So I know I skipped a few chapters, but I thought I'd try handwriting everything and see how that affected my grade.. it went down by just handwriting, so I decided to pick back up the blogs and hopefully I can pull up my grade :) cheers!
During systole our ventricles of the heart contracts compared to diastole when the ventricles relax. One cardiac cycle occurs after both diastole and systole have occurred, which includes both atrial and ventricular contractions. AV valves are closed during the ventricular systole; this makes sense because the AV valves lead from the atrials to the ventricles and you wouldn't want to add blood to the ventricles when they are contracting. You can also look at why the AV valves are closed because the atrial pressure is less than ventricular pressure. The semilunar valves are closed during ventricular relaxation and atrial contraction. Both sets of valves can be closed at the same time, but not open. They are briefly both closed after atrial contraction and ventricular systole. Cardiac pressure is highest during ventricular systole and lowest during ventricular diastole. The dicrotic notch is the result of a momentary increase in aortic pressure that occurs when its semilunar valve snaps shut.
The normal length of the cardiac cycle is 0.8 seconds. The time of atrial systole is just 0.1 seconds, while ventricular systole is 0.3 seconds. The pause is approximately 0.4 seconds.
When an individual has an increased heart rate, the quiescent period is shorter. If you have a heart rate of 80 beats per minute, the cardiac cycle lasts approximately 0.75 seconds.
Two main factors promote the movement the movement of blood through the heart. Diastole and systole of both the atrials and ventricles (myocardium relaxation and contraction) will move blood. The other factor is the opening and closing of valves which changes the pressure gradients.
A pulse is the pressure that surges in an artery occurring during each contraction and relaxation of the left ventricle. To measure a pulse, place 2-3 fingertips of one hand over an arterial pressure point. Compress firmly and then release the pressure slightly to feel the pulse. There are arterial pulses all over the body. The temporal artery is located just in front of the ear. The facial artery is just below the ear. The common carotid artery is in the neck. The brachial artery is on the anterior side of the elbow. The radial artery is in the wrist. The femoral artery is on the inside of the thigh. The popliteal artery is found on the back of the knee. The posterior tibial artery is on the ankle and the dorsalis pedis artery is in the foot.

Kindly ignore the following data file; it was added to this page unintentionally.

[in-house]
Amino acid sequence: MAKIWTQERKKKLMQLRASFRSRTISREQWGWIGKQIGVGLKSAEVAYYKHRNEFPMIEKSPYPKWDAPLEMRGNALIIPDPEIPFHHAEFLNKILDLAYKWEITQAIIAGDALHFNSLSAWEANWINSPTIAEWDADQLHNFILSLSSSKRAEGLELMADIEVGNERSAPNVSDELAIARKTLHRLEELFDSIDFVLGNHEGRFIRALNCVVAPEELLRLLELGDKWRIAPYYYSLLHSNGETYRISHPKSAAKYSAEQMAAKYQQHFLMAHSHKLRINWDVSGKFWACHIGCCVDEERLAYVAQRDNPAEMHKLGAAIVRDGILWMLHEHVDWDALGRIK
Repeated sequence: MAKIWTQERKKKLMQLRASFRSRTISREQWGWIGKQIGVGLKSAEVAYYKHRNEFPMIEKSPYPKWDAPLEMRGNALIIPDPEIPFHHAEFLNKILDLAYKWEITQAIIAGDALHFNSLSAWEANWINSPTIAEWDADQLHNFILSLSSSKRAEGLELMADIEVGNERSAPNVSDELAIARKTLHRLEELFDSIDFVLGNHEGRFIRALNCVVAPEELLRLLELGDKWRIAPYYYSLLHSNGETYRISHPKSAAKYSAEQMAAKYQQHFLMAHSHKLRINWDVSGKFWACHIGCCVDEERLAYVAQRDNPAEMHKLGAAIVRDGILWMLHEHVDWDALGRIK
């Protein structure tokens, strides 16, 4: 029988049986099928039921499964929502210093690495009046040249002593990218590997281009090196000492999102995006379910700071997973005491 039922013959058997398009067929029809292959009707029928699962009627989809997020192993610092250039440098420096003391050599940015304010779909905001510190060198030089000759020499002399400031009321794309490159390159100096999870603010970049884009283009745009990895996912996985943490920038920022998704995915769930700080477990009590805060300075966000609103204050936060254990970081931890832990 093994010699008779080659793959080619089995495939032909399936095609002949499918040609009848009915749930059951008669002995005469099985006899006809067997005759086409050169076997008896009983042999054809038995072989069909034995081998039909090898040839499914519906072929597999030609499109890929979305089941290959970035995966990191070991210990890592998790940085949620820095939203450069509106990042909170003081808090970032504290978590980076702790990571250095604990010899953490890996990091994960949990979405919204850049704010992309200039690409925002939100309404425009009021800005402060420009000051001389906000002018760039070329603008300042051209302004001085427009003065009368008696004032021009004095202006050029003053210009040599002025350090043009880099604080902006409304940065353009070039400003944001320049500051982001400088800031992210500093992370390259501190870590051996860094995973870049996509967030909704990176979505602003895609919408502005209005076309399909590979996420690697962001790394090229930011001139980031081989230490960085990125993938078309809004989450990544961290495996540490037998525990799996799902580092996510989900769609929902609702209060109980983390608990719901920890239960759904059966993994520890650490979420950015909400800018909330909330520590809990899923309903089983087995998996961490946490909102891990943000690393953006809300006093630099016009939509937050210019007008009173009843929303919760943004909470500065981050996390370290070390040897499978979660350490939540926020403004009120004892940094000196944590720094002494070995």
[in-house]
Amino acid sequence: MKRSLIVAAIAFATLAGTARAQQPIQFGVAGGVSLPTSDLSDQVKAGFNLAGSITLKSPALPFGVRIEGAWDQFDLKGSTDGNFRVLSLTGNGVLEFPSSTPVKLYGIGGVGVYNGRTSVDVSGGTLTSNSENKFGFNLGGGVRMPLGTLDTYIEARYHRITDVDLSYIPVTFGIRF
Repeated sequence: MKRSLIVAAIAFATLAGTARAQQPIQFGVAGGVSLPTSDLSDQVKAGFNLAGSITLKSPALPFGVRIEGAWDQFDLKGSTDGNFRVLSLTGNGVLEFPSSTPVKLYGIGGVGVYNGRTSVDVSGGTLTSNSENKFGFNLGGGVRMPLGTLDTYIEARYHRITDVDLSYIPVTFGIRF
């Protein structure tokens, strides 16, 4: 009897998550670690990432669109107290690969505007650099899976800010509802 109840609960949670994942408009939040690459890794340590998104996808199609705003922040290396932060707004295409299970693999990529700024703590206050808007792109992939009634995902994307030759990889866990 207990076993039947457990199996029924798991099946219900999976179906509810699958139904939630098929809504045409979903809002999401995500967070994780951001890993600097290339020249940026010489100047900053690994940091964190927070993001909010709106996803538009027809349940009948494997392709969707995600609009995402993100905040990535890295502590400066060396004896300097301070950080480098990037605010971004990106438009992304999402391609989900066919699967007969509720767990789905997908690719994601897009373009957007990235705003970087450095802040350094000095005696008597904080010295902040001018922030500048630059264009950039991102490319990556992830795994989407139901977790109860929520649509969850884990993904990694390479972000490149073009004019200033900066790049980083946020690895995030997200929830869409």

The carotid artery had the greatest amplitude because it is the major artery delivering blood to the brain and its closest to the heart. To tell the difference between if a bleed is arterial or venous, look for if it is spurting or flowing. Arterial bleeds will spurt because they have the pressure of "new" blood coming from the heart. Venous bleeds just flow because there isn't as much pressure, or smooth muscle to push it along.
Blood pressure is the pressure against the walls of blood vessels by blood. Systolic pressure is measured during the systole and diastolic during diastole. A sphygmomanometer is the instrument used to compress the artery so that we can record pressures in the ausculatory method of determining blood pressure. The sounds of Korotkoff are the sounds that can be auscultated over a partially occluded artery. The systolic sound is caused by turbulent blood flow as it first begins to move through the constricted artery. The sound disappears when blood flows freely again. Pulse pressure is systolic pressure minus diastolic pressure. Venous pressures are lower than arterial pressures because veins are farther away from the heart.
Blood pressure can be decreased by an increased diameter of arterioles or a hemorrhage. Blood pressure might be increased by an increased blood viscosity, cardiac output, or pulse rate or arteriosclerosis. Our blood pressure is normally highest while standing and lowest while reclining. When you stand up, your blood pressure drops initially and then raises because of the gravitational pull of blood. When you stand still for three minutes, your blood pressure will drop again because the sympathatic nervous system isn't pumping.